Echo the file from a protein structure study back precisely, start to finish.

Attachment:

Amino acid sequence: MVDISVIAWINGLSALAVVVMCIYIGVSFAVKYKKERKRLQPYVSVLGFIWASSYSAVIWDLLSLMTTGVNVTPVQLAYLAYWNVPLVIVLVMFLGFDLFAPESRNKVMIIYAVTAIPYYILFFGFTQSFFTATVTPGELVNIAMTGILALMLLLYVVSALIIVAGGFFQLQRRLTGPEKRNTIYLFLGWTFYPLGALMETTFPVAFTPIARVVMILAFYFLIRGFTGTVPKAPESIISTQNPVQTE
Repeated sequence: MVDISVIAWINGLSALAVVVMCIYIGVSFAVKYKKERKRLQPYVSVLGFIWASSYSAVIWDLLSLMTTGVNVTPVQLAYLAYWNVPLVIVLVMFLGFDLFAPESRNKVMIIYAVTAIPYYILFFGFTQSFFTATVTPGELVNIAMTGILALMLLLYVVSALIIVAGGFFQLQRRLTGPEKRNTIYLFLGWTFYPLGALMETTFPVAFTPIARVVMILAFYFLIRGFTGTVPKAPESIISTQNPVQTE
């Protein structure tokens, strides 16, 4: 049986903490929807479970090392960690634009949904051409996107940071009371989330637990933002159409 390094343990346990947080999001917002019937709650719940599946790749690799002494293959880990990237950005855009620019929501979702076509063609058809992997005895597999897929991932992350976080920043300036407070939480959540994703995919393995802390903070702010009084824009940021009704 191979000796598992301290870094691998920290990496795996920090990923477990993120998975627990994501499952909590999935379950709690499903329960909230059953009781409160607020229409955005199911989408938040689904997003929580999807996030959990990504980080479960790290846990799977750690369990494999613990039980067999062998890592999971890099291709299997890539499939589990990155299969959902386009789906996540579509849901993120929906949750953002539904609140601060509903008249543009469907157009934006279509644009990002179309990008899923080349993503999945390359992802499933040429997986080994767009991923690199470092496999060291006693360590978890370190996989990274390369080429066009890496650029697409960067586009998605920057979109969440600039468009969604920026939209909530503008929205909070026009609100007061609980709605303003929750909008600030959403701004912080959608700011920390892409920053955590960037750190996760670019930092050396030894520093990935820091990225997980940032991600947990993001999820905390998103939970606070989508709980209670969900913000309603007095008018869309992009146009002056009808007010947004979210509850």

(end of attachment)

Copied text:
Amino acid sequence: MVDISVIAWINGLSALAVVVMCIYIGVSFAVKYKKERKRLQPYVSVLGFIWASSYSAVIWDLLSLMTTGVNVTPVQLAYLAYWNVPLVIVLVMFLGFDLFAPESRNKVMIIYAVTAIPYYILFFGFTQSFFTATVTPGELVNIAMTGILALMLLLYVVSALIIVAGGFFQLQRRLTGPEKRNTIYLFLGWTFYPLGALMETTFPVAFTPIARVVMILAFYFLIRGFTGTVPKAPESIISTQNPVQTE
Repeated sequence: MVDISVIAWINGLSALAVVVMCIYIGVSFAVKYKKERKRLQPYVSVLGFIWASSYSAVIWDLLSLMTTGVNVTPVQLAYLAYWNVPLVIVLVMFLGFDLFAPESRNKVMIIYAVTAIPYYILFFGFTQSFFTATVTPGELVNIAMTGILALMLLLYVVSALIIVAGGFFQLQRRLTGPEKRNTIYLFLGWTFYPLGALMETTFPVAFTPIARVVMILAFYFLIRGFTGTVPKAPESIISTQNPVQTE
């Protein structure tokens, strides 16, 4: 049986903490929807479970090392960690634009949904051409996107940071009371989330637990933002159409 390094343990346990947080999001917002019937709650719940599946790749690799002494293959880990990237950005855009620019929501979702076509063609058809992997005895597999897929991932992350976080920043300036407070939480959540994703995919393995802390903070702010009084824009940021009704 191979000796598992301290870094691998920290990496795996920090990923477990993120998975627990994501499952909590999935379950709690499903329960909230059953009781409160607020229409955005199911989408938040689904997003929580999807996030959990990504980080479960790290846990799977750690369990494999613990039980067999062998890592999971890099291709299997890539499939589990990155299969959902386009789906996540579509849901993120929906949750953002539904609140601060509903008249543009469907157009934006279509644009990002179309990008899923080349993503999945390359992802499933040429997986080994767009991923690199470092496999060291006693360590978890370190996989990274390369080429066009890496650029697409960067586009998605920057979109969440600039468009969604920026939209909530503008929205909070026009609100007061609980709605303003929750909008600030959403701004912080959608700011920390892409920053955590960037750190996760670019930092050396030894520093990935820091990225997980940032991600947990993001999820905390998103939970606070989508709980209670969900913000309603007095008018869309992009146009002056009808007010947004979210509850």